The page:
I sourced recipes for this book from everywhere, and I mean everywhere: friends, mothers-in-law, abandoned magazines in hotels, strangers, newspapers, antique cookbooks, stained handwritten notebooks, the Internet, and even from the back of a generic brand of almond paste sold at the grocery store around the corner from my house.
I can explain: My assistant, Maja, and I had tried a couple of apple–almond paste cakes earlier in our testing, but they were nothing special. In fact, after the most recent lackluster one, I’d decided to omit this cake, even though I love the combination of almond paste and apples and I was sort of surprised we hadn’t cracked that particular code. Three days before the manuscript was due, Iwas looking on the back of a packet of almond paste and out of the corner of my eye I saw a little recipe. I mean really little; it was printed on the short side of the 4-inch- /10cm-wide rectangular packet. It was less than a knuckle’s length of printed information, but as soon as I saw it, I knew we’d have to try it.
We had almond paste. We had apples. We had an hour between one loaf rising and another cake baking. So we made a few tweaks (more apples, for one, and adding almond extract and salt for better flavor plus brushing a hot apricot glaze on top to give the cake a special sheen) and an hour later we had the world’s best apple-almond cake in front of us. No joke. This cake is epic.
The crumb is so incredibly tender, it’s almost creamy (don’t skip the cornstarch!), and tastes of both sweet cream and faintly boozy almonds. You can’t taste the almond paste outright, but it gives the crumb an ineffable richness. The apples add lovely little punches of juicy tartness here and there, since they’re both cubed and folded into the batter and also sliced and laid out attractively on top. Baked in a 9-inch/23cm pan, the cake is a satisfyingly full 2 inches/5cm tall. The apricot glaze gives it a gorgeous, company-ready finish. And it keeps well, if wrapped in plastic, for a couple days on the counter. So in every way, this cake was worth the wait.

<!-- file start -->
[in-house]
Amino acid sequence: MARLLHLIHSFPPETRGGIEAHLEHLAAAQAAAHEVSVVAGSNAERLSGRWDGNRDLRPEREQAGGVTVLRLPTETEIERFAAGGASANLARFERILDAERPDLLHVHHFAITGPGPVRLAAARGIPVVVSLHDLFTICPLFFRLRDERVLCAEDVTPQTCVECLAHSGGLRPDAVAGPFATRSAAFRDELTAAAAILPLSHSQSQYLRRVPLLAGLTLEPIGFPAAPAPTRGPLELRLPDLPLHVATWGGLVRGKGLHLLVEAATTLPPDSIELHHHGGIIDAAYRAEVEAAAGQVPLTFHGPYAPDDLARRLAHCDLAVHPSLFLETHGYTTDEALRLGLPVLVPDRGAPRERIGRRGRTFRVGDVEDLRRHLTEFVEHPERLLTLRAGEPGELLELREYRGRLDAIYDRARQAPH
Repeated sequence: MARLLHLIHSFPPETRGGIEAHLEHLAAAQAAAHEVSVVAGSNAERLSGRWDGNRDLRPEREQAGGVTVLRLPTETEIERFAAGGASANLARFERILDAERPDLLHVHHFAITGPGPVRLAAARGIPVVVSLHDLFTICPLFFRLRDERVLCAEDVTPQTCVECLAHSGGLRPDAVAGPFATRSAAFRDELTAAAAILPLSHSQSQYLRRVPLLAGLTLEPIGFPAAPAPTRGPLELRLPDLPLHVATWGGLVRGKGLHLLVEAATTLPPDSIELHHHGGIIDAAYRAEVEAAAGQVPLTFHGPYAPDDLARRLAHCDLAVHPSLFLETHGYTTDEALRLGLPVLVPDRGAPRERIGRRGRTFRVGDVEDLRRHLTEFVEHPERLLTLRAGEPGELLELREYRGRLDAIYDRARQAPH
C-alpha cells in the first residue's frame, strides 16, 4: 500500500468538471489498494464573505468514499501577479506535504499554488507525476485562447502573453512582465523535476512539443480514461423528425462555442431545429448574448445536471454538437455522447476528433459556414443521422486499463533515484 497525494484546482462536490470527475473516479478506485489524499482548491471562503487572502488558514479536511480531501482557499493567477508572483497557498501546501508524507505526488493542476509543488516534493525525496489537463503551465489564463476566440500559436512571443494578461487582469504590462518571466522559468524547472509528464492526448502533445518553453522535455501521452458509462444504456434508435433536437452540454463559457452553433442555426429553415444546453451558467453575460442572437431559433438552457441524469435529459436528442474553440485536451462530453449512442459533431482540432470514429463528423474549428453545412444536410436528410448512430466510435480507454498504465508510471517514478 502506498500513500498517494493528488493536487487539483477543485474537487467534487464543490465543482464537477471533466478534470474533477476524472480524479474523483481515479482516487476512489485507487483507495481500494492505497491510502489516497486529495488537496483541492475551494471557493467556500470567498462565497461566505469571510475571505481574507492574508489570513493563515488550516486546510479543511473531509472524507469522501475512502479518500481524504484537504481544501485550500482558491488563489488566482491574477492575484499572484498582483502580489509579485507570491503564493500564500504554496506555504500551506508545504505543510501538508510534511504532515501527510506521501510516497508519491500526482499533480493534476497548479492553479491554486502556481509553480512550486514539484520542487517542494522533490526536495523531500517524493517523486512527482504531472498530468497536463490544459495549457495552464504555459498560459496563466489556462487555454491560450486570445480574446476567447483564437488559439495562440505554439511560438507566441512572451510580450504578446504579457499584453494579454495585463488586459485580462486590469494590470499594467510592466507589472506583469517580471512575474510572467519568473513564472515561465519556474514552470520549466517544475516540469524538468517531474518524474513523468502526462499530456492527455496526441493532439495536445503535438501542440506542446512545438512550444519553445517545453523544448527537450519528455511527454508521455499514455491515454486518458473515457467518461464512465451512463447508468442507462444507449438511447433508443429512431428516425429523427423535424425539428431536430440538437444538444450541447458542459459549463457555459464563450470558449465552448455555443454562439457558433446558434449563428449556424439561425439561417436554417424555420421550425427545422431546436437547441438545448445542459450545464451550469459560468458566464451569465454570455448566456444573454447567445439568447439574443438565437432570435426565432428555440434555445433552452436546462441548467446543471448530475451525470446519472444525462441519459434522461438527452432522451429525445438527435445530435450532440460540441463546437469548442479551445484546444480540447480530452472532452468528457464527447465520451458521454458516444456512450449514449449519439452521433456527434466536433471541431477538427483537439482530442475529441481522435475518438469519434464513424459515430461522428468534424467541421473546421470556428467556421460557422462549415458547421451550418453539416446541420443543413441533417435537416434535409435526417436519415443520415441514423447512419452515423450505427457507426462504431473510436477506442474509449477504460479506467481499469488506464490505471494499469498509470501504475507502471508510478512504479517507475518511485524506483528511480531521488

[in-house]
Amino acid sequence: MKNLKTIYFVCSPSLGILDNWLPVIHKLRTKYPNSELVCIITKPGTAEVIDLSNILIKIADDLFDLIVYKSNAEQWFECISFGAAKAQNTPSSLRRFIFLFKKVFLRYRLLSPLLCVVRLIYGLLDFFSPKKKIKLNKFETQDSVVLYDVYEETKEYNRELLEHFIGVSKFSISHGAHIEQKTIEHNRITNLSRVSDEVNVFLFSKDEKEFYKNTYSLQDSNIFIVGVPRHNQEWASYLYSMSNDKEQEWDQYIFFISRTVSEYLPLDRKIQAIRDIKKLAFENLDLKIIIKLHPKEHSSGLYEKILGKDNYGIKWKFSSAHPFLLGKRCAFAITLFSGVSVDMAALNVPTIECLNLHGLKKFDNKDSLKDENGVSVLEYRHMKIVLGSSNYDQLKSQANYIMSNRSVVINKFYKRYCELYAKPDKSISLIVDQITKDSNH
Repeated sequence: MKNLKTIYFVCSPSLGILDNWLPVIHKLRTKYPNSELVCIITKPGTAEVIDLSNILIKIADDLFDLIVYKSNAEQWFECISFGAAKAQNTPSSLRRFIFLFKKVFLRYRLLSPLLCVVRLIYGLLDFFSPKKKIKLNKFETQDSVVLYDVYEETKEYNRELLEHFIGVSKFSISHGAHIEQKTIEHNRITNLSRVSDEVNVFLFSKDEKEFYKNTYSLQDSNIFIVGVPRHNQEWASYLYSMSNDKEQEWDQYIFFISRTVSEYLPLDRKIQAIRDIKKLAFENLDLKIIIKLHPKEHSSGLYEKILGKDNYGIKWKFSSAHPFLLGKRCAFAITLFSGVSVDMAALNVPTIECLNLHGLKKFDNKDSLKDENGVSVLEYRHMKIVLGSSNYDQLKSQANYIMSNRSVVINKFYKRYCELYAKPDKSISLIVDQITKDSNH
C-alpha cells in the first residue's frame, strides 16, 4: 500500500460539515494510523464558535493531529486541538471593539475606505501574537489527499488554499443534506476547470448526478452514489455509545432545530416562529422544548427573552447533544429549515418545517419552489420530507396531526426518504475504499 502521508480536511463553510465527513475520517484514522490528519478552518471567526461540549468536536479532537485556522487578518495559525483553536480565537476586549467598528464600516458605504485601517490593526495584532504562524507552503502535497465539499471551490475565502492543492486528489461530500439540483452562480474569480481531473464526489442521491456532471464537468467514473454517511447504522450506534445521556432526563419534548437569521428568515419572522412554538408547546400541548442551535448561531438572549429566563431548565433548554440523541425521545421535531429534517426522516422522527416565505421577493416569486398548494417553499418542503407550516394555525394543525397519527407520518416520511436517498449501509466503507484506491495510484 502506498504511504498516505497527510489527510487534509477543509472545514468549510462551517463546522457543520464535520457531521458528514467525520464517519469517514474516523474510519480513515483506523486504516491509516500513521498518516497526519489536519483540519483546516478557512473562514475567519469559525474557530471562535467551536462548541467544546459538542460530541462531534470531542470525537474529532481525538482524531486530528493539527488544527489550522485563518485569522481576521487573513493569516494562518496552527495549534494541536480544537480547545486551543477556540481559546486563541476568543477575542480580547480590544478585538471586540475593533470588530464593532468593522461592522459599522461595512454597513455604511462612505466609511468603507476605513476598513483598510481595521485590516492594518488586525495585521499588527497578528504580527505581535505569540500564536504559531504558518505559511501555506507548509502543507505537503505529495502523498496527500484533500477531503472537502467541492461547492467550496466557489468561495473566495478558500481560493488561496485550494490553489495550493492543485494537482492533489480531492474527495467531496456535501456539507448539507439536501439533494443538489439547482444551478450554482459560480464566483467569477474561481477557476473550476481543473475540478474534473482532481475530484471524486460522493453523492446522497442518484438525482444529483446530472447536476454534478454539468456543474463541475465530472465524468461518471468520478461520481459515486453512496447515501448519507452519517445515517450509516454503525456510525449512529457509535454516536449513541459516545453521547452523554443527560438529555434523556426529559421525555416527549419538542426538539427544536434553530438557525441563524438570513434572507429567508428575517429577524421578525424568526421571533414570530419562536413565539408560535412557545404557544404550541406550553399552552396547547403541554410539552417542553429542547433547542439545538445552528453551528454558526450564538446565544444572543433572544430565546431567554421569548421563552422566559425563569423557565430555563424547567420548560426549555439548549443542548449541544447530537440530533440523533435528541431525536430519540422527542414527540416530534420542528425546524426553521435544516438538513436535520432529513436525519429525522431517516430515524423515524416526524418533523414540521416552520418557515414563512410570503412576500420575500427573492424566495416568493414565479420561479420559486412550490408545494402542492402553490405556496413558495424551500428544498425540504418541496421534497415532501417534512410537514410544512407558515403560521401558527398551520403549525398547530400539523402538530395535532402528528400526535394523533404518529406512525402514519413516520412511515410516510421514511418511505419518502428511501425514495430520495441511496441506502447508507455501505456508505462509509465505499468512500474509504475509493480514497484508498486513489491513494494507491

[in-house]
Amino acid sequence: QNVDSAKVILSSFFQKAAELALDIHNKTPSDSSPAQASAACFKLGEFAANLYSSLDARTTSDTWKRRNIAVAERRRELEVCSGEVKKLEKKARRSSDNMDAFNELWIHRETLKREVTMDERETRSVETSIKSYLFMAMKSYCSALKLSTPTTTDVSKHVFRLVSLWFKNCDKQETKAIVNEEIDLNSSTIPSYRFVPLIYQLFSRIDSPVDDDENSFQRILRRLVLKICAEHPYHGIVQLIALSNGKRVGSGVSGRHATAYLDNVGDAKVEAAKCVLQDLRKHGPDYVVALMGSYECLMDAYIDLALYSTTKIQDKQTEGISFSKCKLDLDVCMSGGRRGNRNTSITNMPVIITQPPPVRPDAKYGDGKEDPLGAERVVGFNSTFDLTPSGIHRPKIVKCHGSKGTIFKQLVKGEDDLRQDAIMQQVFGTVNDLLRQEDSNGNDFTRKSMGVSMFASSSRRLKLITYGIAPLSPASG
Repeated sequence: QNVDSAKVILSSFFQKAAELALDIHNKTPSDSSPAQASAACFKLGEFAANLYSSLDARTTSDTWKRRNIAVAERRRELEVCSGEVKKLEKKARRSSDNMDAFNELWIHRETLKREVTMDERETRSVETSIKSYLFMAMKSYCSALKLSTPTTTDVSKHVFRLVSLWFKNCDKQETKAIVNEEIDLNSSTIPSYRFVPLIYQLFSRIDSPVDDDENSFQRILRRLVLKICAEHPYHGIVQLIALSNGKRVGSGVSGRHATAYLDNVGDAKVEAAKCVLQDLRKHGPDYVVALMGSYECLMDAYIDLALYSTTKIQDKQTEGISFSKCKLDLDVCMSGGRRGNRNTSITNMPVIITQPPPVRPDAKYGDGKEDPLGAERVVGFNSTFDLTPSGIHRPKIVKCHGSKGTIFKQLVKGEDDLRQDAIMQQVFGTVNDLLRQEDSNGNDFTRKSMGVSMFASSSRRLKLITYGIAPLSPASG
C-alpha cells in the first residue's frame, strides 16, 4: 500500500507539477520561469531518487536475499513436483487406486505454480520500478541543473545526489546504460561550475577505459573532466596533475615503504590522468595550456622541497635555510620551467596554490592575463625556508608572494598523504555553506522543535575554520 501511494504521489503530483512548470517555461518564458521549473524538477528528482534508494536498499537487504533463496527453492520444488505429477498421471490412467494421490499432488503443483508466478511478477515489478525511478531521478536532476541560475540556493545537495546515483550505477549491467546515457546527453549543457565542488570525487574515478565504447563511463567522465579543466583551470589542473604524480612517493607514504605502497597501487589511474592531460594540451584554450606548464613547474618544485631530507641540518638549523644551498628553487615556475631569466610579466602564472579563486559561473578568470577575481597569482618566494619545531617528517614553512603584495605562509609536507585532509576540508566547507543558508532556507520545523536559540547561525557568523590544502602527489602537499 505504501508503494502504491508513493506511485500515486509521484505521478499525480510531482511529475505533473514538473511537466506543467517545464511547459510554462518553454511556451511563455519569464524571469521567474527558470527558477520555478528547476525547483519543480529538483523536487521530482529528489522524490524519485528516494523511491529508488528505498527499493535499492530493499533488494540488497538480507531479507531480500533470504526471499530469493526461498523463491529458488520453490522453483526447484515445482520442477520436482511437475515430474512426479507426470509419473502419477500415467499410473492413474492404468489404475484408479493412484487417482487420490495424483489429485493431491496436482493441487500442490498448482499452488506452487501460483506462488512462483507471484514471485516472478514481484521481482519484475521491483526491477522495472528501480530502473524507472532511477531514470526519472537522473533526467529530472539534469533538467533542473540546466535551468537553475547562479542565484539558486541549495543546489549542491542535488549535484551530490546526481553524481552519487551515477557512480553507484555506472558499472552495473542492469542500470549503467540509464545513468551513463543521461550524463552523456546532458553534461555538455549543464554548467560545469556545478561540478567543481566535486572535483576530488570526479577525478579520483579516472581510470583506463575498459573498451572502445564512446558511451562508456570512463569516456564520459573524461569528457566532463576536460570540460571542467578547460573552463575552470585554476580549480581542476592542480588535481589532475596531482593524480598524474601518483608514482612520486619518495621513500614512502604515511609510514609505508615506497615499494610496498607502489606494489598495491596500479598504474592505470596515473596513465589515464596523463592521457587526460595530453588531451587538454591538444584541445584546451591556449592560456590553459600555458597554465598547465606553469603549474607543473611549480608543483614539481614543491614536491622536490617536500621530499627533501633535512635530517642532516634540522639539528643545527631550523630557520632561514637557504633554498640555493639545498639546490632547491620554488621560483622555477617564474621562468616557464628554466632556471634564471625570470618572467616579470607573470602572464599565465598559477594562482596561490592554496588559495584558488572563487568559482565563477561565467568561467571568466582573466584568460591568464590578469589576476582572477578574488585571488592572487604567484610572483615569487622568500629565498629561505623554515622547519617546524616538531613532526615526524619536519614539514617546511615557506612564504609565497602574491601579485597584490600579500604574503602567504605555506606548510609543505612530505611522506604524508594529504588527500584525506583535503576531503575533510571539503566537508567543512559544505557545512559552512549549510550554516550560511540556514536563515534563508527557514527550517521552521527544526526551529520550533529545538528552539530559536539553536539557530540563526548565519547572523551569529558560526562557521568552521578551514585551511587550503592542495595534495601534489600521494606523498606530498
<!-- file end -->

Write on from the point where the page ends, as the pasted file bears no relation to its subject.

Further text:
(200 grams) unsalted butter, melted and cooled, plus more for the pan
(150 grams) granulated sugar
1 1/4 cups
scooped and leveled, minus 1 tablespoon/150 grams all-purpose flour
9 1/2 tablespoons
(85 grams) cornstarch
(75 grams) apricot jam
In This Recipe
Preheat the oven to 350 °F (180°C). Line the bottom of a 9-inch/23-centimeter springform pan with parchment paper and butter the sides of the pan.
Peel, halve, and core 3 of the apples, and cut each half into 6 even slices. Toss the apple slices with half of the lemon juice and set aside.
Peel, halve, and core the remaining apples, and then cut into 1/3-inch/8-millimeter dice. Toss with the remaining lemon juice and set aside.
Grate the almond paste and place it in the bowl of a stand mixer fitted with the flat beater attachment. Add the salt and melted butter; beat for 1 to 2 minutes, until smooth. Then beat in the sugar and almond extract. Beat in the eggs, one at a time, beating for 30 seconds after each addition. Scrape down the sides of the bowl.
In a separate bowl, whisk together the flour, cornstarch, and baking powder. Beat into the almond batter, and then fold in the diced apples. Scrape the batter into the prepared pan and smooth the top. Distribute the sliced apples decoratively in concentric rings on the top of the cake. Then, using the flat of your hand, gently push the apples into the batter; they should not be submerged, but rather lightly anchored.
Place the pan in the oven and bake for 1 hour and 10 minutes, or until the top is golden brown and a tester inserted into the middle of the cake comes out clean. Remove the pan from the oven and place on a rack to cool.
Immediately heat the apricot jam over medium-high heat until just bubbling. Brush a thin layer of the hot jam over the still-hot cake. Let cool completely before removing the springform ring. The cake will keep at room temperature, lightly wrapped in plastic wrap, for several days.